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  • 1.
    Briggs, Sarah Jayne
    et al.
    Keele Univ, GBR.
    Robinson, Zoe P.
    Keele Univ, GBR.
    Hadley, Rachel Louise
    Keele Students Union, GBR.
    Laycock Pedersen, Rebecca
    Blekinge Institute of Technology, Faculty of Engineering, Department of Strategic Sustainable Development.
    The importance of university, students and students' union partnerships in student-led projects: A case study2019In: International Journal of Sustainability in Higher Education, ISSN 1467-6370, E-ISSN 1758-6739, Vol. 20, no 8, p. 1409-1427Article in journal (Refereed)
    Abstract [en]

    Purpose This paper aims to explore a single-institution case study of partnership working between students, the University and Students' Union, through four student-led sustainability projects. The paper analyses the role and value of these partnerships and provides advice for other institutions on effective partnership working between these stakeholders. Design/methodology/approach A single case study of partnership working with multiple embedded units of analysis (four projects) is presented based on reflections of practitioners involved in the projects who have different roles within the University and Students' Union. Findings The longevity and effectiveness of student-led projects, and disciplinary-breadth of students engaged, can be enhanced by greater collaboration with, and integration into, University and Students' Union systems. Partnership working between different stakeholders is key to overcoming challenges and the success of student-led projects, helped by key staff "enablers". These projects provide myriad learning opportunities for developing change agency skills, even where projects are relatively short-lived and could be seen as failures in terms of longevity. Originality/value This paper draws together the experiences and reflections of four practitioners with different roles within the University and Students' Union across four different projects and provides advice to generate student-led sustainability projects which have longevity and impact for wider student populations and future generations of cohorts.

  • 2.
    Laycock Pedersen, Rebecca
    et al.
    Blekinge Institute of Technology, Faculty of Engineering, Department of Strategic Sustainable Development.
    Robinson, Zoe P.
    Keele University, GBR.
    Surman, Emma
    Keele University, GBR.
    Understanding Transience and Participation in University Student-Led Food Gardens2019In: Sustainability, ISSN 2071-1050, E-ISSN 2071-1050, Vol. 11, no 10, article id 2788Article in journal (Refereed)
    Abstract [en]

    In an increasingly mobile world, transience is becoming the norm. Sustainable community food initiatives, therefore, must organise to withstand high turnover of volunteers. Using a case study of the United Kingdom’s National Union of Students’ food growing scheme in universities, this paper aims to map the causes and effects of short-term, irregular, and low participation using a causal loop diagram to understand how to mitigate their negative impacts and improve participation. Data was gathered through interviews, workshops, photovoice, a fishbowl discussion, and a reflective diary. We found three amplifying feedback loops increasing short-term, irregular and low participation, their causes, and their impacts. These feedback loops were precariously buffered by a continuous in-flow of new potential participants each academic year. We also found that the stakeholders of these gardens conceptualised time akin to both temporary and permanent organisations, and these differing conceptualisations were a source of tension. Furthermore, although ‘organisational amnesia’ was a problem, the gardens were still learningful spaces. We recommend both upstream and downstream solutions are implemented to buffer the impacts of transience and suggest that university and students’ union staff could play a crucial and subtle supporting role.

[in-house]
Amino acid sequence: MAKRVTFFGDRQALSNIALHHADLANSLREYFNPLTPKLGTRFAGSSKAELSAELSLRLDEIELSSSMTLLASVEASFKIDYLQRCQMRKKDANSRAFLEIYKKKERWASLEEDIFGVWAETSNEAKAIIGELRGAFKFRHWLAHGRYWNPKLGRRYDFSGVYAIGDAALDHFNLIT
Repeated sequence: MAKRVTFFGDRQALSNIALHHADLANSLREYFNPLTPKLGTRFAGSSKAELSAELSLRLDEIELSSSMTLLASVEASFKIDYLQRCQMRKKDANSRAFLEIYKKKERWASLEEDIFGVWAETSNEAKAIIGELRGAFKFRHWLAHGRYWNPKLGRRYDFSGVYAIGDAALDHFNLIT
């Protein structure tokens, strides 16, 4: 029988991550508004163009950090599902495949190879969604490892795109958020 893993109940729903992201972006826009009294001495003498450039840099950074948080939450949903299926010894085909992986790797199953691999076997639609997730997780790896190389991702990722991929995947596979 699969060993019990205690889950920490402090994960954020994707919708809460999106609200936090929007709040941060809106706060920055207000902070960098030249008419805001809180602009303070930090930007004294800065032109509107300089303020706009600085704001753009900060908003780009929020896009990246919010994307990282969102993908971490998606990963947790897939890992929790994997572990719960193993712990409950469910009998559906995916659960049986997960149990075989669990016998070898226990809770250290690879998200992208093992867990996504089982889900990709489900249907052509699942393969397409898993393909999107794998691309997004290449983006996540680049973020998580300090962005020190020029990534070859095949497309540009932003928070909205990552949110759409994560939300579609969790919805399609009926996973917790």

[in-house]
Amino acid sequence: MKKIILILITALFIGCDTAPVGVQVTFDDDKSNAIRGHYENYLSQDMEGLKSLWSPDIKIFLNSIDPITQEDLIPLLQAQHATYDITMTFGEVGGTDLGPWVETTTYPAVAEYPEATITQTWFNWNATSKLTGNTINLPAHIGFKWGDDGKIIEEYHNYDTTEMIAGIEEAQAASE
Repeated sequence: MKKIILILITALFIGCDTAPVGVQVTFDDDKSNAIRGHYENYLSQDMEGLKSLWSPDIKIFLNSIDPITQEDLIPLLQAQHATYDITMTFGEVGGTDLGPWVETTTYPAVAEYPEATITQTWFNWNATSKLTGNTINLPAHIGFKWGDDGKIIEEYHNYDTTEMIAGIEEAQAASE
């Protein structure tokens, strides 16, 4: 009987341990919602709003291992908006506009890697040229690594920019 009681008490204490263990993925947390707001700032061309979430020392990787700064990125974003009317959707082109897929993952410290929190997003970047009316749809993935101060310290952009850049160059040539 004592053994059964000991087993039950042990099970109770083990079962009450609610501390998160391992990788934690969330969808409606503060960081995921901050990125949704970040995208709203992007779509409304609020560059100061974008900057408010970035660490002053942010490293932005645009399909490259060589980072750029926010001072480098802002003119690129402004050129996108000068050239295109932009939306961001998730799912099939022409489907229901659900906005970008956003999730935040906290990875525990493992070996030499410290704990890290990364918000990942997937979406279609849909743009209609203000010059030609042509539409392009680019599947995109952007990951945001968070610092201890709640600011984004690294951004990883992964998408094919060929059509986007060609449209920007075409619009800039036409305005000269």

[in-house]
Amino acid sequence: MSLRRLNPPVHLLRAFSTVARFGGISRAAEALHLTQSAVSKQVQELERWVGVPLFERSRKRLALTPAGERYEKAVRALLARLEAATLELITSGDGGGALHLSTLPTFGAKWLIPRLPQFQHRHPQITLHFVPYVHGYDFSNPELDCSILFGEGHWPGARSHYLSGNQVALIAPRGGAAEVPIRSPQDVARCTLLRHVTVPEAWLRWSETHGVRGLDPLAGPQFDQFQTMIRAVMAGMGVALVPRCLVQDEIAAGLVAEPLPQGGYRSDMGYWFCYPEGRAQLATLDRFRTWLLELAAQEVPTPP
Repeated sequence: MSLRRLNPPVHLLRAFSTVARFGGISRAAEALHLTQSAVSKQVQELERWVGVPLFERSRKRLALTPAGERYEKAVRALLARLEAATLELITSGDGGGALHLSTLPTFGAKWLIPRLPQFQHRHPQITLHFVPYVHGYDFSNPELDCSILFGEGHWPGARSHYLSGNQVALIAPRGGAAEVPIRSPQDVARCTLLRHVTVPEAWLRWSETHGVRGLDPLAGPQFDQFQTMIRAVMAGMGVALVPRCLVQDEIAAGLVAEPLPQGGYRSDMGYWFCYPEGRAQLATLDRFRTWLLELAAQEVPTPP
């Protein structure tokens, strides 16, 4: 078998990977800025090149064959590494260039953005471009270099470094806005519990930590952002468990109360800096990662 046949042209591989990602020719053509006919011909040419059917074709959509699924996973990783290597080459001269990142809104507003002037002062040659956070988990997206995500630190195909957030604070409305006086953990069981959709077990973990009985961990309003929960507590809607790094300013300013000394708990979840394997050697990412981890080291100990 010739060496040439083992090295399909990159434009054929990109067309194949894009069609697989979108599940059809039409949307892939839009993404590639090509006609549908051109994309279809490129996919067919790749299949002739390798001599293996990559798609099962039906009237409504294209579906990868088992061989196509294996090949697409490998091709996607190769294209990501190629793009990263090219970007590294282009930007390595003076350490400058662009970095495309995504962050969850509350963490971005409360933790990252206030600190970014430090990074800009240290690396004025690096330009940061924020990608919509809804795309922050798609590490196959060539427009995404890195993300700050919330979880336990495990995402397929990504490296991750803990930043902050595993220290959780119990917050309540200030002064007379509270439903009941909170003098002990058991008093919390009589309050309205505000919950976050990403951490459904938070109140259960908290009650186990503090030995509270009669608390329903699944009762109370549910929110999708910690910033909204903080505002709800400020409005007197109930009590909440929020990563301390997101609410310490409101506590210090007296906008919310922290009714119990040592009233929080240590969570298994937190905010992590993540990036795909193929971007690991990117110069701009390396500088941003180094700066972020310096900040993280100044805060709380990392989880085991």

• 3.
    Pedersen, Rebecca Laycock
    et al.
    Blekinge Institute of Technology, Faculty of Engineering, Department of Strategic Sustainable Development.
    Lam, David P. M.
    Leuphana Univ, DEU.
    Comment on 'The climate mitigation gap: education and government recommendations miss the most effective individual actions'2018In: Environmental Research Letters, ISSN 1748-9326, E-ISSN 1748-9326, Vol. 13, no 6, article id 068001Article in journal (Refereed)
    Abstract [en]

    Wynes and Nicholas (2017a Environ. Res. Lett. 12 1-9) recently published an article that reviewed academic and grey literature to identify the most impactful individual actions for reducing carbon emissions in developed countries, identifying having 'one fewer child' as by far the most impactful action. This action was recommended with little context considering its controversial nature. We argue that there are three issue-areas that Wynes and Nicholas should have engaged with to improve the clarity of their recommendations and reduced the potential for misunderstanding, which are (1) the extent to which individual actions in one's private life can address climate change in relation to collective actions and actions in the professional sphere (2) the role of overconsumption in driving climate change and (3) the extent to which family planning is a human right. We also suggest that engagement with these issue-areas are a step towards a better practice in academic writing on population as an environmental issue.

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